The Intern Perspective
The Intern Perspective is a series showcasing fresh views of interns who are studying sustainability. These interns hold a unique position as they look to build on their theoretical knowledge and step into the workforce. We value supporting new talent in our industry, and want to hear their voice as the future of our workforce.
By Dilbreen Hussein, Commercial Team Intern
The annual Auckland District Health Board (ADHB) Sustainability Symposium took place at Auckland Hospital on Friday 30 November. It was a day where sustainability advocates from various fields came together to share their knowledge and experience. Along with my Enviro-Mark Solutions colleagues, I attended to learn real-world sustainability issues from the diverse range of speakers.
The first speaker was Dame Rangimarie Naida Glavish, ADHB Chief Advisor Tikanga, who focused on the Māori relationship between people and nature. She spoke about the strong emphasis on respecting nature in Māori culture, and how nature provides prompts, such as particular bird calls signifying crops are ready for harvesting. As her presentation went on, I began to think about the different resources provided by the earth that we are overusing rather than utilising through sustainable practices. An example of this is our relationship with crude oil. We use it for many products at a rate that suggests there in an abundance of it, when in reality there is a finite amount and this mindset behind our rates of consumption is cause for concern.
A variety of speakers followed throughout the day from a Public Health Physician and Senior Lecturer, to a Procurement and Strategy Specialist, among many more. They discussed what their organisations were doing around sustainability and long term vision, which illustrated their unique approaches to overcome challenges. One approach which stood out to me was the concept of a circular economy, discussed by James Griffin, General Manager of Projects and Advisory, from the Sustainable Business Network. A circular economy is the idea that we derive the most value from products while in use. So we should keep resources in use for as long as possible, then recover and regenerate materials and products at the end of their service life. Hearing how the circular economy has been applied made the benefits apparent and helped me realise that I too, without training or industry specific resources, can contribute to combating climate change through my decisions and consumption habits.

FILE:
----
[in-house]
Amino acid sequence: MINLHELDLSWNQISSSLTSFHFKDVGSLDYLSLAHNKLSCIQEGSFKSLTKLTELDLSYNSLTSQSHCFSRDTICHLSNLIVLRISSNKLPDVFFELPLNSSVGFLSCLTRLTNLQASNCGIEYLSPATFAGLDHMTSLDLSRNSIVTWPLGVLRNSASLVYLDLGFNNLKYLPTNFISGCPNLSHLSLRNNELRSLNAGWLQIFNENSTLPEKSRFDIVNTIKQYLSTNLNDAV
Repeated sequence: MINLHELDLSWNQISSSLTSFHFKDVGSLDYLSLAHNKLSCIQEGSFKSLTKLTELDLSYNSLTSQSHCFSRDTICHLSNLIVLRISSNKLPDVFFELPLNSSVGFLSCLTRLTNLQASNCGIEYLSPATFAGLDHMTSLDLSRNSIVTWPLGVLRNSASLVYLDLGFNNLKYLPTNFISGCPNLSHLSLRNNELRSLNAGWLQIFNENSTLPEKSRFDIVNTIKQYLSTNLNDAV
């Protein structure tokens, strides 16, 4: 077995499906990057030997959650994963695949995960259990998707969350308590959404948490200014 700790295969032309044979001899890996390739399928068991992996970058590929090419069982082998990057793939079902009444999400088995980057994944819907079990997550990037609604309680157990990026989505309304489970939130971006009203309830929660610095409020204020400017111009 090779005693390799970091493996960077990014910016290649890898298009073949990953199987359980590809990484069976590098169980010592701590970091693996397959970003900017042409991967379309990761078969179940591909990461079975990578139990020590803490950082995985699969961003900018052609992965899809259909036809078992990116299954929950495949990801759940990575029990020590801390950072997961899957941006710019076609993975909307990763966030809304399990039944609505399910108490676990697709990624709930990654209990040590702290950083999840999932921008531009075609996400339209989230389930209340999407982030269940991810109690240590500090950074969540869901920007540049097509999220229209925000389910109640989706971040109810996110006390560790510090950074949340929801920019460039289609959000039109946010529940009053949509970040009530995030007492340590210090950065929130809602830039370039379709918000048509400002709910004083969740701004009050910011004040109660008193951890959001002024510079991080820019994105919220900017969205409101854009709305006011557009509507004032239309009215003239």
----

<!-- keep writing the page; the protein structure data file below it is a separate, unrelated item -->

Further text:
The day had a reoccurring theme of hope, about becoming sustainable as a society and how individuals are capable of making change and inspiring change in others through being conscious about the impact of their decisions on the wider environment. Shaun Bowler, Principal Sustainability Advisor at Enviro-Mark Solutions, beautifully represented this message in saying “mindfulness is the ‘secret sauce’ of sustainability”.
I went into the symposium expecting to hear only good things about what organisations were doing around sustainability, but that wasn’t the case. I got to hear regular people, across a diversity of organisations, transparently talking about their accountability, impacts on the environment and what they were doing to become sustainable. It was clear the organisations felt a responsibility to practice business in a sustainable manner and have been working to make it a priority.